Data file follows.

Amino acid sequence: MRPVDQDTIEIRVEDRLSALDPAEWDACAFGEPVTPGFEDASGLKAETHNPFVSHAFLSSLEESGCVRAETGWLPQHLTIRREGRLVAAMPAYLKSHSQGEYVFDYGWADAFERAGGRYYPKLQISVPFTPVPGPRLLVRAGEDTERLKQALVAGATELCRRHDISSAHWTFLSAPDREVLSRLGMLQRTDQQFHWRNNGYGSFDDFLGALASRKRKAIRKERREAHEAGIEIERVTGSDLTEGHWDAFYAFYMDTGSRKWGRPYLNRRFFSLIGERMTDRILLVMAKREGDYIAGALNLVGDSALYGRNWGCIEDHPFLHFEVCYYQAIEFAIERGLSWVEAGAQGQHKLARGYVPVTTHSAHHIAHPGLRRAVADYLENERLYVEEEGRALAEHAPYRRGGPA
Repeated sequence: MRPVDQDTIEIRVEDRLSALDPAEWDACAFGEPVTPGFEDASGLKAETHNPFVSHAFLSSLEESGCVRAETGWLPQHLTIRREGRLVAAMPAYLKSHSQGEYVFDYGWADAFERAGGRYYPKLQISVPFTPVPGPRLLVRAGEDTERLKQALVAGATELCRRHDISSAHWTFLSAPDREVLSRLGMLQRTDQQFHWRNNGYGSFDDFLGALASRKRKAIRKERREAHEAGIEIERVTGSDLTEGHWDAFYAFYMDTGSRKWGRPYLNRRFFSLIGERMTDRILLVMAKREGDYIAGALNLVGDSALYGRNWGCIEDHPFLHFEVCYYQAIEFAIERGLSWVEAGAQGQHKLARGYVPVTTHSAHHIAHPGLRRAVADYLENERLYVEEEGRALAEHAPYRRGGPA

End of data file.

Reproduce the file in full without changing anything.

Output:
Amino acid sequence: MRPVDQDTIEIRVEDRLSALDPAEWDACAFGEPVTPGFEDASGLKAETHNPFVSHAFLSSLEESGCVRAETGWLPQHLTIRREGRLVAAMPAYLKSHSQGEYVFDYGWADAFERAGGRYYPKLQISVPFTPVPGPRLLVRAGEDTERLKQALVAGATELCRRHDISSAHWTFLSAPDREVLSRLGMLQRTDQQFHWRNNGYGSFDDFLGALASRKRKAIRKERREAHEAGIEIERVTGSDLTEGHWDAFYAFYMDTGSRKWGRPYLNRRFFSLIGERMTDRILLVMAKREGDYIAGALNLVGDSALYGRNWGCIEDHPFLHFEVCYYQAIEFAIERGLSWVEAGAQGQHKLARGYVPVTTHSAHHIAHPGLRRAVADYLENERLYVEEEGRALAEHAPYRRGGPA
Repeated sequence: MRPVDQDTIEIRVEDRLSALDPAEWDACAFGEPVTPGFEDASGLKAETHNPFVSHAFLSSLEESGCVRAETGWLPQHLTIRREGRLVAAMPAYLKSHSQGEYVFDYGWADAFERAGGRYYPKLQISVPFTPVPGPRLLVRAGEDTERLKQALVAGATELCRRHDISSAHWTFLSAPDREVLSRLGMLQRTDQQFHWRNNGYGSFDDFLGALASRKRKAIRKERREAHEAGIEIERVTGSDLTEGHWDAFYAFYMDTGSRKWGRPYLNRRFFSLIGERMTDRILLVMAKREGDYIAGALNLVGDSALYGRNWGCIEDHPFLHFEVCYYQAIEFAIERGLSWVEAGAQGQHKLARGYVPVTTHSAHHIAHPGLRRAVADYLENERLYVEEEGRALAEHAPYRRGGPA